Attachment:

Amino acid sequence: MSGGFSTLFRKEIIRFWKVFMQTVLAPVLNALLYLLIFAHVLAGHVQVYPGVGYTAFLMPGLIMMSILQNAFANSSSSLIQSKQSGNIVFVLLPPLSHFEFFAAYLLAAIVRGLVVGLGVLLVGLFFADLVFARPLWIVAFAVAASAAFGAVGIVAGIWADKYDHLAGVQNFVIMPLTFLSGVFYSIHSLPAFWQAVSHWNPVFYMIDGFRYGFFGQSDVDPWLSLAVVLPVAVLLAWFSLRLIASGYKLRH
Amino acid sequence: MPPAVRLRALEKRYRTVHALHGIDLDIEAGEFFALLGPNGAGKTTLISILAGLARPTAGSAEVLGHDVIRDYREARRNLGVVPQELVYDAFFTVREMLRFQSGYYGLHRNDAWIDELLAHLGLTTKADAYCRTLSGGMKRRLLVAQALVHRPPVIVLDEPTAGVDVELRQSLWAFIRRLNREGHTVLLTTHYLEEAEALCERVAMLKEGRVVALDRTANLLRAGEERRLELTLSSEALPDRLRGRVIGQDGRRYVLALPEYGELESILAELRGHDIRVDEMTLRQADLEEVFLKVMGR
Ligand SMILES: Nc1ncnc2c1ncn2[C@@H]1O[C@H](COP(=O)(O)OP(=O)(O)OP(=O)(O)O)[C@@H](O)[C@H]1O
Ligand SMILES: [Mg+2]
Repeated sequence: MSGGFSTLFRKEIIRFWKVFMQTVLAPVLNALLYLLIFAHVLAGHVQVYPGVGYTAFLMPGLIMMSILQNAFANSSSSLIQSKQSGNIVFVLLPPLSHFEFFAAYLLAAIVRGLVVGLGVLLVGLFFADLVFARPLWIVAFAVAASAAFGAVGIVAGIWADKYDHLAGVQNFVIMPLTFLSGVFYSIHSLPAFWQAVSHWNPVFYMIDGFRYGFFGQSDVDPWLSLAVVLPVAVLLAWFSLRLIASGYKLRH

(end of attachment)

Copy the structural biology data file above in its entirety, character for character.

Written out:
Amino acid sequence: MSGGFSTLFRKEIIRFWKVFMQTVLAPVLNALLYLLIFAHVLAGHVQVYPGVGYTAFLMPGLIMMSILQNAFANSSSSLIQSKQSGNIVFVLLPPLSHFEFFAAYLLAAIVRGLVVGLGVLLVGLFFADLVFARPLWIVAFAVAASAAFGAVGIVAGIWADKYDHLAGVQNFVIMPLTFLSGVFYSIHSLPAFWQAVSHWNPVFYMIDGFRYGFFGQSDVDPWLSLAVVLPVAVLLAWFSLRLIASGYKLRH
Amino acid sequence: MPPAVRLRALEKRYRTVHALHGIDLDIEAGEFFALLGPNGAGKTTLISILAGLARPTAGSAEVLGHDVIRDYREARRNLGVVPQELVYDAFFTVREMLRFQSGYYGLHRNDAWIDELLAHLGLTTKADAYCRTLSGGMKRRLLVAQALVHRPPVIVLDEPTAGVDVELRQSLWAFIRRLNREGHTVLLTTHYLEEAEALCERVAMLKEGRVVALDRTANLLRAGEERRLELTLSSEALPDRLRGRVIGQDGRRYVLALPEYGELESILAELRGHDIRVDEMTLRQADLEEVFLKVMGR
Ligand SMILES: Nc1ncnc2c1ncn2[C@@H]1O[C@H](COP(=O)(O)OP(=O)(O)OP(=O)(O)O)[C@@H](O)[C@H]1O
Ligand SMILES: [Mg+2]
Repeated sequence: MSGGFSTLFRKEIIRFWKVFMQTVLAPVLNALLYLLIFAHVLAGHVQVYPGVGYTAFLMPGLIMMSILQNAFANSSSSLIQSKQSGNIVFVLLPPLSHFEFFAAYLLAAIVRGLVVGLGVLLVGLFFADLVFARPLWIVAFAVAASAAFGAVGIVAGIWADKYDHLAGVQNFVIMPLTFLSGVFYSIHSLPAFWQAVSHWNPVFYMIDGFRYGFFGQSDVDPWLSLAVVLPVAVLLAWFSLRLIASGYKLRH